Many of the athletes who went for the game did not even have the chance to compete – no thanks to a culture of official and personal ineptitude for which the officials should carry the can, given their gate-keeper roles. In one fell swoop, 10 Nigerian athletes were disqualified from participating in the games for failing to complete mere pre-tournament tests that are necessary for participation.
The concerned athletes only did two of the required three tests. Then followed the blame game between athletes, coaches, and the National Athletic Federation or the Nigeria Olympic Committee. While we were failing scandalously at the games, while our officials could not explain the rationale for our lacklustre and shameful outing, they were quick to engage in the backroom fight for mobile phones freely provided participating athletes by a sponsor of the games.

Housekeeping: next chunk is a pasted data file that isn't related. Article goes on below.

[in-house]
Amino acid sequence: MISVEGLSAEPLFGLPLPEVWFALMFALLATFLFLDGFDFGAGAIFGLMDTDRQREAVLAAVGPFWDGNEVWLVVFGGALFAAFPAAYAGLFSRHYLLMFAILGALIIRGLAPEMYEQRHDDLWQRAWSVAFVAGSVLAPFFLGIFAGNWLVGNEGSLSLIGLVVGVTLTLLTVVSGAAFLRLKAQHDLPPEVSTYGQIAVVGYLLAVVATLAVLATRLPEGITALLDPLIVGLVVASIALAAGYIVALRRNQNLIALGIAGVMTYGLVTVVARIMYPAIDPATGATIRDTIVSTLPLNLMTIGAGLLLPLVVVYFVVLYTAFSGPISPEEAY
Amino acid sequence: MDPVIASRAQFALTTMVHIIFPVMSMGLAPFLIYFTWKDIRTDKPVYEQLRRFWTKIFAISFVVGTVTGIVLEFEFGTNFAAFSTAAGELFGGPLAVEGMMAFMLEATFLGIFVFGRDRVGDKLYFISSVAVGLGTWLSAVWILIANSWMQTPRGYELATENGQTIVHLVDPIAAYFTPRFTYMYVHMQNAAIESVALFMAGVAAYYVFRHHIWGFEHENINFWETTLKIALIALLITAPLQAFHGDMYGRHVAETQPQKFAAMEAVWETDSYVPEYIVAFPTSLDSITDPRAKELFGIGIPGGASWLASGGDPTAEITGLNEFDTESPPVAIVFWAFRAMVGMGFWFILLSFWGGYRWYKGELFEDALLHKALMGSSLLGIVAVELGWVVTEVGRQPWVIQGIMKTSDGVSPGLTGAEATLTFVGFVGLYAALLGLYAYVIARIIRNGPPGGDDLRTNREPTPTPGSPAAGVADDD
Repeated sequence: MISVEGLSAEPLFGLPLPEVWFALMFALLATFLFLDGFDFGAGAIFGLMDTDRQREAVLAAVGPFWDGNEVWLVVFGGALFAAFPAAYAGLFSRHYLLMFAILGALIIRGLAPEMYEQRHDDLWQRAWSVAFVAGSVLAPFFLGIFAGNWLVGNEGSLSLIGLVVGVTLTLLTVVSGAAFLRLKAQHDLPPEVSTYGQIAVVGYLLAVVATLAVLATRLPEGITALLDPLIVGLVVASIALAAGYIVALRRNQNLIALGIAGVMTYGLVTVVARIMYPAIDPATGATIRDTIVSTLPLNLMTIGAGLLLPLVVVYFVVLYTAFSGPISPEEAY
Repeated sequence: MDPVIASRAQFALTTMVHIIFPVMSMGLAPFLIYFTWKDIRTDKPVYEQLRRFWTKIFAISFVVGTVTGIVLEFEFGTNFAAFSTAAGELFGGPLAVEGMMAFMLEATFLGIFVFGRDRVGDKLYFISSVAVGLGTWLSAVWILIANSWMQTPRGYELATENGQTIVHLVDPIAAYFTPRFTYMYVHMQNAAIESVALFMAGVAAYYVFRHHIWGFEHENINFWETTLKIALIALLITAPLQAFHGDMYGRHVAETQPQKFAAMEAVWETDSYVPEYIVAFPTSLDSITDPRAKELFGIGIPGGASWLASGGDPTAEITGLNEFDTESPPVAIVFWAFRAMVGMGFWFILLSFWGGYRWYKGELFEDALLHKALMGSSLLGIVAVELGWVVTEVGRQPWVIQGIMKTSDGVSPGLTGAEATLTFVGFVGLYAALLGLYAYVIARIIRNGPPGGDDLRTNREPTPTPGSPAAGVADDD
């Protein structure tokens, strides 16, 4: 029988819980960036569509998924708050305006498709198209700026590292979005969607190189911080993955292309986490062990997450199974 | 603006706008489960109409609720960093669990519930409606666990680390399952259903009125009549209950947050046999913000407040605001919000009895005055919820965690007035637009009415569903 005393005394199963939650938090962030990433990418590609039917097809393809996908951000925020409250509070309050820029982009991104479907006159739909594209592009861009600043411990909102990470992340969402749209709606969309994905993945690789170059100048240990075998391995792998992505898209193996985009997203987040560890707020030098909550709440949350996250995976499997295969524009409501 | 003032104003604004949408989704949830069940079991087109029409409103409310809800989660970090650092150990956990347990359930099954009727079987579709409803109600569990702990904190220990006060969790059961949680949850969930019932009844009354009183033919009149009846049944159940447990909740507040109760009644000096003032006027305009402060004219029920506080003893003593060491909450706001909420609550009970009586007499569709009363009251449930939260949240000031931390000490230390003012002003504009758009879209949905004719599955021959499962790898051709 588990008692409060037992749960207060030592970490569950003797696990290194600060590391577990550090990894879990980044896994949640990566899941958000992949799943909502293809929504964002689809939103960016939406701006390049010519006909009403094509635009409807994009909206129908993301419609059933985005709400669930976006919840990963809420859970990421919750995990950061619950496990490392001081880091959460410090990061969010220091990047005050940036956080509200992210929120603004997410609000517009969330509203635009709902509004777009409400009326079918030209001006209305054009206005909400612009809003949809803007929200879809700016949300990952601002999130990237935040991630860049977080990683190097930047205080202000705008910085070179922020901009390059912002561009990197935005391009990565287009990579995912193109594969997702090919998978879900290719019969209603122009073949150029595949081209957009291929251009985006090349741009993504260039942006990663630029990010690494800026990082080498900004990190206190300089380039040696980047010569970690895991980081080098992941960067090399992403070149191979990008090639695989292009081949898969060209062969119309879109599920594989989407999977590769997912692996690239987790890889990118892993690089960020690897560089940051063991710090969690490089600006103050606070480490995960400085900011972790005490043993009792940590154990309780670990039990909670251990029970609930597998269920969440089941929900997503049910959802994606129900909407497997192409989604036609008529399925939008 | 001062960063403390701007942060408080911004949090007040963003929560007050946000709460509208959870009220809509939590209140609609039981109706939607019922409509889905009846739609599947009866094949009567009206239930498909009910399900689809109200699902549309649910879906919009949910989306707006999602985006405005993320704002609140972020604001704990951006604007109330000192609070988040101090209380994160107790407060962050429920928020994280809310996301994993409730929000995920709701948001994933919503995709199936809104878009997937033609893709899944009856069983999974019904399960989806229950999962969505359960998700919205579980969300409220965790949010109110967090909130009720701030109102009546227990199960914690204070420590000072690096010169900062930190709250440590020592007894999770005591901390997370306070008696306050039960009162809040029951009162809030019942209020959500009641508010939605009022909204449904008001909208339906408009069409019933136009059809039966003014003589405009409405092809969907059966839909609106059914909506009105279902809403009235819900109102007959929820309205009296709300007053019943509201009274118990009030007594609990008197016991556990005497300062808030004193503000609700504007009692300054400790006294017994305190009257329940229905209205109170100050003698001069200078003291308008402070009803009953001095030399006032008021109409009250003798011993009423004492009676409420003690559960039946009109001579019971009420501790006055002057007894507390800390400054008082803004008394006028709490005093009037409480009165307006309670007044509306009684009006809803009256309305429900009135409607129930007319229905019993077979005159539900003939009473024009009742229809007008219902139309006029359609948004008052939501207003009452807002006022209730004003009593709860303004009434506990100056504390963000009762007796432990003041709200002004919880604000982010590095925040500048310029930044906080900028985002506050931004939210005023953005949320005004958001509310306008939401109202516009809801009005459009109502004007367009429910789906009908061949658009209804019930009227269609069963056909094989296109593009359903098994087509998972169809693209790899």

Even our athletes had to take responsibility for kitting themselves, albeit in ‘coats of many colours’ called game wear. Where participants from other countries were turning out in stylish gears, our athletes were washing their single wears after a game and leaving them to dry overnight like mendicants let loose upon the world. This was the fate of Chukwuebuka Enekwechi, the short-putter who is a silver medallist from the 2018 Commonwealth Games; holder of both the national and African record. He ended up in the 12th position in the Olympics finals.
Do you blame the athlete who had to worry about turning out in grimy outfits or the officials/system for the weak performance and national disgrace? The games are over now and saying all of this would look like the usual Naija-bashing. But we’ve been here before and might be again in three years’ time in Paris if we go to sleep where other goal-minded countries and athletes are already at work, pushing and working for their glorious moments and the sheer joy of winning.